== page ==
Delivery has worked for pizza, Chinese food and subs, so why can’t it work for burgers? Burger King is about to find out. The Miami-based quick-service chain, which has been testing delivery in Miami, Washington D.C., Houston and New York, said today it plans to expand that service into Chicago, San Francisco and Los Angeles.
Diversified Restaurant Holdings is moving up in the world. The Southfield, Michigan-based company this week started trading on the Nasdaq exchange under the symbol “BAGR” after years trading over the counter. BAGR is short for Bagger Dave’s, the company’s 12-unit casual burger concept.
Few restaurants on Wall Street generate polarized opinions quite the way Chipotle does. Everybody admits it’s a good concept. But many think it’s overpriced for a concept whose growth is slowing. The Denver-based burrito concept’s first-quarter financials did little to ease that debate, beating expectations but also showing signs of a slowdown.
We read with interest this Wall Street Journal piece on the cupcake fad, in light of sales declines at the New York-based cupcake shop Crumbs. But a deeper look at the sales declines show that Crumbs’ issues are not so much related to the end of the cupcake fad, so much as they’re due to concerns about Crumbs itself.
There’s wide speculation that McDonald’s is planning a national launch of its Mighty Wings test product some time this year as the Chicago burger giant looks to regain the edge on product innovation this year. Yet there are some indications that the product may be more troublesome for the chain.
Thank goodness that first quarter is out of the way now. The first three months of 2013 were brutal for the restaurant industry, and though the environment improved in March, the market was still a tough one, at least based on the latest sales report from Black Box Intelligence and People Report.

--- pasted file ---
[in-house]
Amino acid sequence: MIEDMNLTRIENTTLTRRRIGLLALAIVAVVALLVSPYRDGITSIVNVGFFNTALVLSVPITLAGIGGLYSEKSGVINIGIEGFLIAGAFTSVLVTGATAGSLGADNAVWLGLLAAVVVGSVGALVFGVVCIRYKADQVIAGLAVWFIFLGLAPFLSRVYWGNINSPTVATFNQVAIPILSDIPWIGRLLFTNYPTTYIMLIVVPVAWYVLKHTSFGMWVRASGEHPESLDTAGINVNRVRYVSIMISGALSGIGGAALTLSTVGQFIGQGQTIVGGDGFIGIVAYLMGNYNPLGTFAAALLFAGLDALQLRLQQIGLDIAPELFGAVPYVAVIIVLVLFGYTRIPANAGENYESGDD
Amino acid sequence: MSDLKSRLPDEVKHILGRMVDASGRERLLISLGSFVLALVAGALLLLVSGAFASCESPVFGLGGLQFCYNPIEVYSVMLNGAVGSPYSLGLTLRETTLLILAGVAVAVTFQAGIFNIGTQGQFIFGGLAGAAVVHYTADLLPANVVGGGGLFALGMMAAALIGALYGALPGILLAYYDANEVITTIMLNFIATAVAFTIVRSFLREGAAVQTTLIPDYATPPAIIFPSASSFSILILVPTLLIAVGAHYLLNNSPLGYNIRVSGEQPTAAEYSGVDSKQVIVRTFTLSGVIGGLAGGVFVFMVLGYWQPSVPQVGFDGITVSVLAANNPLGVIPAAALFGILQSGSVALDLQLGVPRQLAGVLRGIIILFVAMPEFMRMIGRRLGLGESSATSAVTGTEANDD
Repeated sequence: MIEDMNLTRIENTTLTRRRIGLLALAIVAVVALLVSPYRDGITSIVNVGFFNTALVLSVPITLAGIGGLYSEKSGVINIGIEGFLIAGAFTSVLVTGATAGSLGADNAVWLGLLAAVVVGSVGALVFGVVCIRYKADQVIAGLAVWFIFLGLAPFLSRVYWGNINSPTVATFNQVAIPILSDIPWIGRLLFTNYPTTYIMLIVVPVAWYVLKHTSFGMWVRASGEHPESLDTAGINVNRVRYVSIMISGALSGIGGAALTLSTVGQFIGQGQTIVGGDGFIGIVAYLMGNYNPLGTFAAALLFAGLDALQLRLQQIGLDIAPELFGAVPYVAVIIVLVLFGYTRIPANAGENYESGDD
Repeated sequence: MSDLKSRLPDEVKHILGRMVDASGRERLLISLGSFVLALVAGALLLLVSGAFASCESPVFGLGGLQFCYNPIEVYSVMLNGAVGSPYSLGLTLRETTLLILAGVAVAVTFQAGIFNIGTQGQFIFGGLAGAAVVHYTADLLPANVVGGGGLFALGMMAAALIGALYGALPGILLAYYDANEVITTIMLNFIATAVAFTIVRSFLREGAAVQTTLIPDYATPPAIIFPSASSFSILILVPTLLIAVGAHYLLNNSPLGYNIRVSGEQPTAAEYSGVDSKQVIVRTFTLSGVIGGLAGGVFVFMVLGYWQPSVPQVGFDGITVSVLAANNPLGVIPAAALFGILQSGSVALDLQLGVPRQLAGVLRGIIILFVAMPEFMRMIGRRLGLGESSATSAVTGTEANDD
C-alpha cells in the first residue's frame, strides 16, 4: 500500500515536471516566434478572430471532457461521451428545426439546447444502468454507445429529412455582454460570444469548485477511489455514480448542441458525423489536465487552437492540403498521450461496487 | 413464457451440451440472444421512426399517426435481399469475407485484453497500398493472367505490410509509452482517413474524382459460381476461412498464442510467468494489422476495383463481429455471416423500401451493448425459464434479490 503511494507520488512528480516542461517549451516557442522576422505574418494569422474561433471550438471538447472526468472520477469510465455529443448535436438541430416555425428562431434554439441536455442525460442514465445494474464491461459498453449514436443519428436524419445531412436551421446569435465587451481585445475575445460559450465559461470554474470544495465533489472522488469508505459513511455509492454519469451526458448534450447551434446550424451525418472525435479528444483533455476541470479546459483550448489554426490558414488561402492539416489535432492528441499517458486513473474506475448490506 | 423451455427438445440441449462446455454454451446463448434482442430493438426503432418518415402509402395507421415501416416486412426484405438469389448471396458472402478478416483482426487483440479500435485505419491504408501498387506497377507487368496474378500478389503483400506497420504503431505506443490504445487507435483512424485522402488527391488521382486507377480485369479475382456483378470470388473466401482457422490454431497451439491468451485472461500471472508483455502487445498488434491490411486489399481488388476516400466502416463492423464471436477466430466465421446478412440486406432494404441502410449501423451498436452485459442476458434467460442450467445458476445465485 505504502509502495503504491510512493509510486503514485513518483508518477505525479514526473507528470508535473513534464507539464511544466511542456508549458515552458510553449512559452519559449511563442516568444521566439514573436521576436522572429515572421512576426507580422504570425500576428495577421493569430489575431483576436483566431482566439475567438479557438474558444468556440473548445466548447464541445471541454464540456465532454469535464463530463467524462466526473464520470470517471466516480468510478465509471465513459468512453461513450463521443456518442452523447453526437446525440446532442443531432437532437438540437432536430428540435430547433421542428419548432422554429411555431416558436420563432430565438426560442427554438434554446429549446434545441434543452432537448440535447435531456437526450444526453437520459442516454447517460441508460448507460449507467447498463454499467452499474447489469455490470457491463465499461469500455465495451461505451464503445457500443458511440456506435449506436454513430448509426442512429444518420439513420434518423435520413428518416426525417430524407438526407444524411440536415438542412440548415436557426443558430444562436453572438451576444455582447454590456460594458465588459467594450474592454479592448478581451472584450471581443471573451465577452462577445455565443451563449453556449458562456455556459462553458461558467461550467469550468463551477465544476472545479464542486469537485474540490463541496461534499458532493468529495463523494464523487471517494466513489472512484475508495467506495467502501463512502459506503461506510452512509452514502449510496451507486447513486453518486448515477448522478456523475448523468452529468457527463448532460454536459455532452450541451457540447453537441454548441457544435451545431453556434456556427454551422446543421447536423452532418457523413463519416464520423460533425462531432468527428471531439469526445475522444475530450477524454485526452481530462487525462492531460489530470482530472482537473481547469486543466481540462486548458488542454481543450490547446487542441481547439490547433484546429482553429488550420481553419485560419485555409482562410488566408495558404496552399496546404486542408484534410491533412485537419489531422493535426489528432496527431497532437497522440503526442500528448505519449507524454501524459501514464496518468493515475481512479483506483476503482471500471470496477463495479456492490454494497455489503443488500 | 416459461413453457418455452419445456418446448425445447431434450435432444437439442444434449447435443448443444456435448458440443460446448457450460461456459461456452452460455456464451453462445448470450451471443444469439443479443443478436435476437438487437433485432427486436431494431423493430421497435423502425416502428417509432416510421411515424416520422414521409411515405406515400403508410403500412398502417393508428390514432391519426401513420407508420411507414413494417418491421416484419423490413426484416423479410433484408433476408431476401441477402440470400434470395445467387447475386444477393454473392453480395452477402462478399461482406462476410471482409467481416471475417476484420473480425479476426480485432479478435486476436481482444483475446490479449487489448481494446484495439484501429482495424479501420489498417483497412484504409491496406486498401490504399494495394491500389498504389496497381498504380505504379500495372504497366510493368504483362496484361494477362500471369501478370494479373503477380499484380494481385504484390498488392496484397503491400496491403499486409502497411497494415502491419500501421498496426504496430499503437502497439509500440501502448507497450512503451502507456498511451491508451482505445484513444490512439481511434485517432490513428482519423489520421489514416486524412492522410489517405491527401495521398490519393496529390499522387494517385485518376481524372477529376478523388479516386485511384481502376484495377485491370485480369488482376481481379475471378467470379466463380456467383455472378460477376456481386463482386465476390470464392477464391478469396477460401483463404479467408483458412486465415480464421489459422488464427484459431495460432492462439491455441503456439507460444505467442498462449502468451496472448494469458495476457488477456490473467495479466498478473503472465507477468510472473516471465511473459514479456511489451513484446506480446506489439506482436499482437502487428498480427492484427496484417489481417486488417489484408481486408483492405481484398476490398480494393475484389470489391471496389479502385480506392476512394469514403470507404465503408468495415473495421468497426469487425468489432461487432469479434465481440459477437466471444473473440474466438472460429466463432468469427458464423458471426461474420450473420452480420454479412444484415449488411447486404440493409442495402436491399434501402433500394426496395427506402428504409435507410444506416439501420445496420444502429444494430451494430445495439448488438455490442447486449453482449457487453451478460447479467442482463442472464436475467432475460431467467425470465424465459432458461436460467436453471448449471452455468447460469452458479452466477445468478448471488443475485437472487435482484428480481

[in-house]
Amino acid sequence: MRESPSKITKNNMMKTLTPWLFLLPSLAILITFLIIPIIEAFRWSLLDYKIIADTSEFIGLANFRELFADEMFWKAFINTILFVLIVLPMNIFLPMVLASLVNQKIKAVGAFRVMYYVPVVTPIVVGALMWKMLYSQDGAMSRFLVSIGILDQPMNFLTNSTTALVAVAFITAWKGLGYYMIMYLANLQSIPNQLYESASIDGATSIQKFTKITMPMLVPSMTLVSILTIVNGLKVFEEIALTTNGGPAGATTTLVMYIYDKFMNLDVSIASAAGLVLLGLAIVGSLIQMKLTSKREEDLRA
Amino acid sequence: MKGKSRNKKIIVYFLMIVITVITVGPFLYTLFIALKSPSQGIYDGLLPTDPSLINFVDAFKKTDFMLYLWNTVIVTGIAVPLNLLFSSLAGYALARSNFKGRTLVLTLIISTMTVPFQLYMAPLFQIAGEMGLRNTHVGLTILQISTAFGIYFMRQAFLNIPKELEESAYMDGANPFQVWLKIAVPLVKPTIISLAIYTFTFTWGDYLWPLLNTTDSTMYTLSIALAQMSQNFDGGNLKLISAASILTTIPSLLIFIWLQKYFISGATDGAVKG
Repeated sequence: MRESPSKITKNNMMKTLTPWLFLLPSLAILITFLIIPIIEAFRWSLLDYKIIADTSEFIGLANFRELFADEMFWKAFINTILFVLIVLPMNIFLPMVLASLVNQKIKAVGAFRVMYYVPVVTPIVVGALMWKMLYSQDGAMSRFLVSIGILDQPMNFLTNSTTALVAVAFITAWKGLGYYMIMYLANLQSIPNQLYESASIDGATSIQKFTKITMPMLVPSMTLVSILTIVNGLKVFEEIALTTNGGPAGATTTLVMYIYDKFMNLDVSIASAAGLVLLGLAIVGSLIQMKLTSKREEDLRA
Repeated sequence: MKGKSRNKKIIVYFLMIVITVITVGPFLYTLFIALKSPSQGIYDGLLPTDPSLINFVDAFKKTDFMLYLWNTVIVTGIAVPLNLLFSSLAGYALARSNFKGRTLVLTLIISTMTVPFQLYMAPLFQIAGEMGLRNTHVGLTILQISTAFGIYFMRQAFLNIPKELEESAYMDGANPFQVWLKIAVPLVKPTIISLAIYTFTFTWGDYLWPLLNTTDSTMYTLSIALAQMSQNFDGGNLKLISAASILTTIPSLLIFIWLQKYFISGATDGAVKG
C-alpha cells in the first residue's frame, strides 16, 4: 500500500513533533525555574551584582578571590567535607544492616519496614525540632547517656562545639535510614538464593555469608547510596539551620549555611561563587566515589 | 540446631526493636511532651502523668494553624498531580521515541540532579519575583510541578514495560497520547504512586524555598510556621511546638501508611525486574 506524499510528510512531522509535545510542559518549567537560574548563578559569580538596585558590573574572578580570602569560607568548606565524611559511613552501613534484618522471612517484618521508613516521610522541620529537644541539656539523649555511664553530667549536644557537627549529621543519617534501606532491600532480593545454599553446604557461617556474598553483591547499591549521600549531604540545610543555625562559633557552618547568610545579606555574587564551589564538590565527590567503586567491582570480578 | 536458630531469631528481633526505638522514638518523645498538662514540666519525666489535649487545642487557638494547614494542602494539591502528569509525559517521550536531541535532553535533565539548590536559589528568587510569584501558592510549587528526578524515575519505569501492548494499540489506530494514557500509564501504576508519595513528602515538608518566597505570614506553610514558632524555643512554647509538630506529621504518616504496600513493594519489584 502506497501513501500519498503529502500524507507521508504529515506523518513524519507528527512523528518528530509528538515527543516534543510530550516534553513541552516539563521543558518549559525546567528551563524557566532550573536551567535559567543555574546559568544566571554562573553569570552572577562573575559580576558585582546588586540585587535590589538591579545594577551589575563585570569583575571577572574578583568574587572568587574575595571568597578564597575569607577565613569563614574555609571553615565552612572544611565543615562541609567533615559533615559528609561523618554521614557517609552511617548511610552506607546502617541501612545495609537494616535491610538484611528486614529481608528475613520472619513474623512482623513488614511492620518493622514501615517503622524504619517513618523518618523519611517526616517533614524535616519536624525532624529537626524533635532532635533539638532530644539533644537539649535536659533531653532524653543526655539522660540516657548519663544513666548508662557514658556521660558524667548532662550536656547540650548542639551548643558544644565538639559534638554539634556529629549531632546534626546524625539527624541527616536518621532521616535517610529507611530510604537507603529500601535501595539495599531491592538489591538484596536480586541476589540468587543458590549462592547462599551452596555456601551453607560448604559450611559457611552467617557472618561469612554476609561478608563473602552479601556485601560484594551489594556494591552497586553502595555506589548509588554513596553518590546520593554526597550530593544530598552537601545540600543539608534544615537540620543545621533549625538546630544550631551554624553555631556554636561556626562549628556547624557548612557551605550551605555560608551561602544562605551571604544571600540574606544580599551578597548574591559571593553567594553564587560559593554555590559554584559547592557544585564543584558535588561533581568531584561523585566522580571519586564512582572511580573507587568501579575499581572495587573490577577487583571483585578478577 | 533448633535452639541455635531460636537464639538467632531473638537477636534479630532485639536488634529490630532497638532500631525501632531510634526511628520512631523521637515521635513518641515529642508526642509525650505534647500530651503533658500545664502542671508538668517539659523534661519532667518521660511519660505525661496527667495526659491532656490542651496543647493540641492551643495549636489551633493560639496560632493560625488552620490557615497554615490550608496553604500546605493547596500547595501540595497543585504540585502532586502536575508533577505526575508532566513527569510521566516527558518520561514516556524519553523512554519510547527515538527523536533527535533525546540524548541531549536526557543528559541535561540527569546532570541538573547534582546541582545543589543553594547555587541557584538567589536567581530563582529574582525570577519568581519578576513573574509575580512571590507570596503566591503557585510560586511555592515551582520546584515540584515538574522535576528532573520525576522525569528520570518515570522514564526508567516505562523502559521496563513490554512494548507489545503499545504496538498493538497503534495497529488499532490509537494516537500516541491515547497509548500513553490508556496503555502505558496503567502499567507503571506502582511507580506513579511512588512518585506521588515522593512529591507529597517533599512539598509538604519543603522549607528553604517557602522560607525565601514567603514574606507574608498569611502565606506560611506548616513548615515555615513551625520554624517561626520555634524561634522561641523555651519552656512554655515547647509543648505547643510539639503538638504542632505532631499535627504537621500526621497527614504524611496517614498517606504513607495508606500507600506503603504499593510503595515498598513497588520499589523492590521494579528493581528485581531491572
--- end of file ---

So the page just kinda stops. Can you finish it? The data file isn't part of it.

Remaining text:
This morning, Miami-based Burger King shuffled the chairs of its executive ranks amid news that its CEO Bernardo Hees, will soon jump ship to Heinz. His successor will, eventually, be the wunderkind Daniel Schwartz, who is all of 32. But age is not the reason to be concerned about the hire. This is: He’s the CFO.
Just when Yum Brands thought it was out of the woods in China, something else comes along to muck things up. This time, it’s the bird flu, which is already generating fears that the slump bedeviling the company’s big KFC brand in China might continue for another few months yet.
Dave Goebel may have left Applebee’s, but he certainly hasn’t left the restaurant business. The casual dining chain’s former CEO, who currently operates Goodcents Fresh Deli, among other things, is now getting into Pie Five. Goebel has agreed to open 10 units of the fast-casual pizza chain in the Kansas City area.
UPDATED (With confirmation from the company and more commentary)—Joh. A. Benckiser spent $340 million on Caribou Coffee last year. It spent $1 billion on Peet’s Coffee earlier that year. It doesn’t take rocket science to figure out which chain is going to be the conglomerate’s major focus from here on—and indeed, Caribou will be a much smaller chain in a week.
Cracker Barrel may not be able to fend off Sardar Biglari without a sale of the company. According to the San Antonio Express News, the chairman of Biglari Holdings indicated that he won’t go away anytime soon, suggesting there will be more proxy fights to come. How many? You be the judge.
KFC finally appears to be getting out from under the shadow of its famous founder. The venerable Louisville-based chicken chain today said it plans to offer a new line of boneless chicken, a move that could arguably be the chain’s biggest product introduction since Extra Crispy.
Analysts have recently come to believe that the restaurant industry is headed for a better spring, and the chain that may be benefitting the most from that epiphany is Panera Bread, the recipient of a pair of upgrades that took the chain’s stock to an all-time high today—over $175 a share.
OK, so remember how restaurant sales started weakening late last year, then turned starkly south in January and February, sparking fears of another economic slowdown as restaurateurs and even some economists likened the situation to 2008? Yeah, about that. Never mind.
Dallas-based casual dining chain Chili’s is getting ready to roll out its new pizza nationwide this month, the company’s first test of new ovens that give the chain the ability to make just about anything. The pizzas could open the chain to new demographics with an item that is more profitable than its typical fare.
Welcome to the Restaurant Finance Monitor's unique blend of restaurant industry news, analysis and opinion. Subscribe to our monthly newsletter for more in-depth analysis and commentary on the restaurant business.